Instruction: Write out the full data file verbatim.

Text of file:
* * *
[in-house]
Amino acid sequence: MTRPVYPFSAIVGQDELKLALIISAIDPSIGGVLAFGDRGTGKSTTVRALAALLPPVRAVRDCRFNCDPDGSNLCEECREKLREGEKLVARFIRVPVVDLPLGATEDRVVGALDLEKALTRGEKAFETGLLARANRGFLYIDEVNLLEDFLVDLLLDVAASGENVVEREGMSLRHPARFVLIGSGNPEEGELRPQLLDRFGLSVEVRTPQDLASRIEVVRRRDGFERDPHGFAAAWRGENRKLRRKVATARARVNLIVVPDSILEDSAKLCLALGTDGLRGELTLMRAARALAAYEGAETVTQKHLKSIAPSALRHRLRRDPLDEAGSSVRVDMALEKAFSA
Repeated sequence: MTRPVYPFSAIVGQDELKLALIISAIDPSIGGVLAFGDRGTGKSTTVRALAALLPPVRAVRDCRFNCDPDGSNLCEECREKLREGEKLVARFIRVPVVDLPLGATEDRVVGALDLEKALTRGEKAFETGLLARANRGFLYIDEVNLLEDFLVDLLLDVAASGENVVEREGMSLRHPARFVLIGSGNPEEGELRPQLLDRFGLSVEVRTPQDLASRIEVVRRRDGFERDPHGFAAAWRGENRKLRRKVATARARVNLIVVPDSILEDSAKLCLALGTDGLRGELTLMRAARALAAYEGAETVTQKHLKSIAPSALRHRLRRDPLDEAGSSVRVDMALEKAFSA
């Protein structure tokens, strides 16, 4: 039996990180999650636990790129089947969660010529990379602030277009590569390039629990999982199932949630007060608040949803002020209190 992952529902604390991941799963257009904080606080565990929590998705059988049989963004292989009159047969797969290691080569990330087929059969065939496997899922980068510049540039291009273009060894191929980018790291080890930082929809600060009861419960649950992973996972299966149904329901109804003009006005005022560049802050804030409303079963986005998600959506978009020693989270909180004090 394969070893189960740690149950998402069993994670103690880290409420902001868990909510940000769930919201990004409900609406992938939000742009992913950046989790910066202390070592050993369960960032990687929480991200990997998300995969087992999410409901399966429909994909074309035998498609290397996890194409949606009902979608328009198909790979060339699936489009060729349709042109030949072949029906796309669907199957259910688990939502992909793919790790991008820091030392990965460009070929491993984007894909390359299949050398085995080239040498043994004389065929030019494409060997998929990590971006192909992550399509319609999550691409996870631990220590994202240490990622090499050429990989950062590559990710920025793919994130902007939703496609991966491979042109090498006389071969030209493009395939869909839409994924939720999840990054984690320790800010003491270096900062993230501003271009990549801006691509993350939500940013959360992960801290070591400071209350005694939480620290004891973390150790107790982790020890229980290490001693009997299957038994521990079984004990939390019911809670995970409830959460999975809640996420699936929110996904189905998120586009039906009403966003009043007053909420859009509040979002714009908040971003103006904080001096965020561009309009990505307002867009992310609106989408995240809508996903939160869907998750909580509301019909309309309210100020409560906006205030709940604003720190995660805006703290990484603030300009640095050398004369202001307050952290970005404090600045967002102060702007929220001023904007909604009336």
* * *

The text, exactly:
[in-house]
Amino acid sequence: MTRPVYPFSAIVGQDELKLALIISAIDPSIGGVLAFGDRGTGKSTTVRALAALLPPVRAVRDCRFNCDPDGSNLCEECREKLREGEKLVARFIRVPVVDLPLGATEDRVVGALDLEKALTRGEKAFETGLLARANRGFLYIDEVNLLEDFLVDLLLDVAASGENVVEREGMSLRHPARFVLIGSGNPEEGELRPQLLDRFGLSVEVRTPQDLASRIEVVRRRDGFERDPHGFAAAWRGENRKLRRKVATARARVNLIVVPDSILEDSAKLCLALGTDGLRGELTLMRAARALAAYEGAETVTQKHLKSIAPSALRHRLRRDPLDEAGSSVRVDMALEKAFSA
Repeated sequence: MTRPVYPFSAIVGQDELKLALIISAIDPSIGGVLAFGDRGTGKSTTVRALAALLPPVRAVRDCRFNCDPDGSNLCEECREKLREGEKLVARFIRVPVVDLPLGATEDRVVGALDLEKALTRGEKAFETGLLARANRGFLYIDEVNLLEDFLVDLLLDVAASGENVVEREGMSLRHPARFVLIGSGNPEEGELRPQLLDRFGLSVEVRTPQDLASRIEVVRRRDGFERDPHGFAAAWRGENRKLRRKVATARARVNLIVVPDSILEDSAKLCLALGTDGLRGELTLMRAARALAAYEGAETVTQKHLKSIAPSALRHRLRRDPLDEAGSSVRVDMALEKAFSA
């Protein structure tokens, strides 16, 4: 039996990180999650636990790129089947969660010529990379602030277009590569390039629990999982199932949630007060608040949803002020209190 992952529902604390991941799963257009904080606080565990929590998705059988049989963004292989009159047969797969290691080569990330087929059969065939496997899922980068510049540039291009273009060894191929980018790291080890930082929809600060009861419960649950992973996972299966149904329901109804003009006005005022560049802050804030409303079963986005998600959506978009020693989270909180004090 394969070893189960740690149950998402069993994670103690880290409420902001868990909510940000769930919201990004409900609406992938939000742009992913950046989790910066202390070592050993369960960032990687929480991200990997998300995969087992999410409901399966429909994909074309035998498609290397996890194409949606009902979608328009198909790979060339699936489009060729349709042109030949072949029906796309669907199957259910688990939502992909793919790790991008820091030392990965460009070929491993984007894909390359299949050398085995080239040498043994004389065929030019494409060997998929990590971006192909992550399509319609999550691409996870631990220590994202240490990622090499050429990989950062590559990710920025793919994130902007939703496609991966491979042109090498006389071969030209493009395939869909839409994924939720999840990054984690320790800010003491270096900062993230501003271009990549801006691509993350939500940013959360992960801290070591400071209350005694939480620290004891973390150790107790982790020890229980290490001693009997299957038994521990079984004990939390019911809670995970409830959460999975809640996420699936929110996904189905998120586009039906009403966003009043007053909420859009509040979002714009908040971003103006904080001096965020561009309009990505307002867009992310609106989408995240809508996903939160869907998750909580509301019909309309309210100020409560906006205030709940604003720190995660805006703290990484603030300009640095050398004369202001307050952290970005404090600045967002102060702007929220001023904007909604009336």